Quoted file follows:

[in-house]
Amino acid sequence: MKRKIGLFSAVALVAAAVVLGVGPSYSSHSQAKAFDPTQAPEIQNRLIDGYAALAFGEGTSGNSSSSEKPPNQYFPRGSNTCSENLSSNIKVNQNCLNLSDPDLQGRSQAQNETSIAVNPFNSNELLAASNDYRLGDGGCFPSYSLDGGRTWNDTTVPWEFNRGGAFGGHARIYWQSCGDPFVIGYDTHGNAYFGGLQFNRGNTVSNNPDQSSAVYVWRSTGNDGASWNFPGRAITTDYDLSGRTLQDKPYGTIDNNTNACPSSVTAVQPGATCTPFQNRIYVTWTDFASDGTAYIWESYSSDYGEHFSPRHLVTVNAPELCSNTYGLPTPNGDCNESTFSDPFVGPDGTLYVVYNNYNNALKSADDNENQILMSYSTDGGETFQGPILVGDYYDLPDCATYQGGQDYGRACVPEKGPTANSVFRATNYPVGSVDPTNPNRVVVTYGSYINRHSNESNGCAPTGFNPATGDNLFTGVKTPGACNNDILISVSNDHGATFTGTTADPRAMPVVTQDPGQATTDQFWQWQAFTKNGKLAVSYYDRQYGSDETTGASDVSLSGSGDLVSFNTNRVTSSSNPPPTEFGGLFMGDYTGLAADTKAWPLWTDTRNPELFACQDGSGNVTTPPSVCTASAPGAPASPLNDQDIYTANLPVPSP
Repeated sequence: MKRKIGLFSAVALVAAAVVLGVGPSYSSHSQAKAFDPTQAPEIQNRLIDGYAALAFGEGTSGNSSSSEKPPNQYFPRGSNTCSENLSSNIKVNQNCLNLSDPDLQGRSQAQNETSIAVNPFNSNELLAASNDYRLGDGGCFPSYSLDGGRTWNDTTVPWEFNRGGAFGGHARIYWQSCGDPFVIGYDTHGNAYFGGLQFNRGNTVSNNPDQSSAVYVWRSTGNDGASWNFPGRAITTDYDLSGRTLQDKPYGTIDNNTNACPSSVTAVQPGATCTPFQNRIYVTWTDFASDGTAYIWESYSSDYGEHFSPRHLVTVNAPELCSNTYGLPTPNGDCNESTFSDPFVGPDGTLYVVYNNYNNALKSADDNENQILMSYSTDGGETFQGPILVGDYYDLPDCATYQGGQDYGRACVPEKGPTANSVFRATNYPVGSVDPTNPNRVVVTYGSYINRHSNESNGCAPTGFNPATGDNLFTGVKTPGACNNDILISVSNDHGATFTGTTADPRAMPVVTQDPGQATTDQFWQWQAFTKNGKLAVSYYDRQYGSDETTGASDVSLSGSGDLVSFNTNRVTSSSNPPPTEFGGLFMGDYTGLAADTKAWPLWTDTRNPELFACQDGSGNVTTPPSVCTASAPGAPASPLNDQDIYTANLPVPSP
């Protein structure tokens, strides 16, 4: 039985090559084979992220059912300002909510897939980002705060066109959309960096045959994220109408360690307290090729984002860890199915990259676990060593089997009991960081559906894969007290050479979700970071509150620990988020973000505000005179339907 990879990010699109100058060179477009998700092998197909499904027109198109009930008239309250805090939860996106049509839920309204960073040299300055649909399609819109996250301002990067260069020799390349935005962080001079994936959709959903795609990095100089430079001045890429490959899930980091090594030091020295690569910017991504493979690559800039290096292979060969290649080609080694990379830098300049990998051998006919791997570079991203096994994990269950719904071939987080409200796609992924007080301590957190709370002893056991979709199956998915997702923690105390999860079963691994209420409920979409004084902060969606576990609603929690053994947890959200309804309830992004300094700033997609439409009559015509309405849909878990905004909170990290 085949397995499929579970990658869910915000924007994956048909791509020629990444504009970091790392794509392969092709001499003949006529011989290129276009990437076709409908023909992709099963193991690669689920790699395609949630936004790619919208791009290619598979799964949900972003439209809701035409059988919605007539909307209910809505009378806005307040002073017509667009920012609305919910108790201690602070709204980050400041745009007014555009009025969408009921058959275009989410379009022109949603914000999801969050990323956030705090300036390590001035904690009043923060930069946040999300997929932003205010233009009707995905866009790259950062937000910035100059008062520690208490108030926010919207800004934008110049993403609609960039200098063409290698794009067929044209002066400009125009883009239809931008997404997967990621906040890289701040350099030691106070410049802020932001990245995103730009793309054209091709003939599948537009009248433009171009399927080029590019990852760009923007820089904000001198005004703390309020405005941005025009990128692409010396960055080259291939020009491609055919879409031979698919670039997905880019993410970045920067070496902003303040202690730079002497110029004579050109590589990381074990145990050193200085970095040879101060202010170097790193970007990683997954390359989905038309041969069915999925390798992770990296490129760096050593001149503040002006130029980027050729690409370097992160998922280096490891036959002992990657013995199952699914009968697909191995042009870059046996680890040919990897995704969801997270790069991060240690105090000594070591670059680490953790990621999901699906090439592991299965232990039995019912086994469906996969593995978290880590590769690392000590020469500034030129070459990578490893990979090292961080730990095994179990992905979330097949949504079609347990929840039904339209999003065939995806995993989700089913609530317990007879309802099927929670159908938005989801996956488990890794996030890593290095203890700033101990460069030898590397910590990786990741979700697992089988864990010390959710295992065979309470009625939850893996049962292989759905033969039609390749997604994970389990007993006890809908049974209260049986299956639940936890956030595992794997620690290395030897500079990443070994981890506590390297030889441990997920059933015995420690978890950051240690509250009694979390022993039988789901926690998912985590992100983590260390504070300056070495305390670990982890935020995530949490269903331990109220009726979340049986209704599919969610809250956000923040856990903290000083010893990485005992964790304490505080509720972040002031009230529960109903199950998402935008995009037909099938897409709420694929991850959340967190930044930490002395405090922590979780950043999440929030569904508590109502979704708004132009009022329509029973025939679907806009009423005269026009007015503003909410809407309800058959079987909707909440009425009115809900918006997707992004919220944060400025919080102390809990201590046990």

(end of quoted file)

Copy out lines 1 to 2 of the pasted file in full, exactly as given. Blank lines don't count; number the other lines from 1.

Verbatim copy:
[in-house]
Amino acid sequence: MKRKIGLFSAVALVAAAVVLGVGPSYSSHSQAKAFDPTQAPEIQNRLIDGYAALAFGEGTSGNSSSSEKPPNQYFPRGSNTCSENLSSNIKVNQNCLNLSDPDLQGRSQAQNETSIAVNPFNSNELLAASNDYRLGDGGCFPSYSLDGGRTWNDTTVPWEFNRGGAFGGHARIYWQSCGDPFVIGYDTHGNAYFGGLQFNRGNTVSNNPDQSSAVYVWRSTGNDGASWNFPGRAITTDYDLSGRTLQDKPYGTIDNNTNACPSSVTAVQPGATCTPFQNRIYVTWTDFASDGTAYIWESYSSDYGEHFSPRHLVTVNAPELCSNTYGLPTPNGDCNESTFSDPFVGPDGTLYVVYNNYNNALKSADDNENQILMSYSTDGGETFQGPILVGDYYDLPDCATYQGGQDYGRACVPEKGPTANSVFRATNYPVGSVDPTNPNRVVVTYGSYINRHSNESNGCAPTGFNPATGDNLFTGVKTPGACNNDILISVSNDHGATFTGTTADPRAMPVVTQDPGQATTDQFWQWQAFTKNGKLAVSYYDRQYGSDETTGASDVSLSGSGDLVSFNTNRVTSSSNPPPTEFGGLFMGDYTGLAADTKAWPLWTDTRNPELFACQDGSGNVTTPPSVCTASAPGAPASPLNDQDIYTANLPVPSP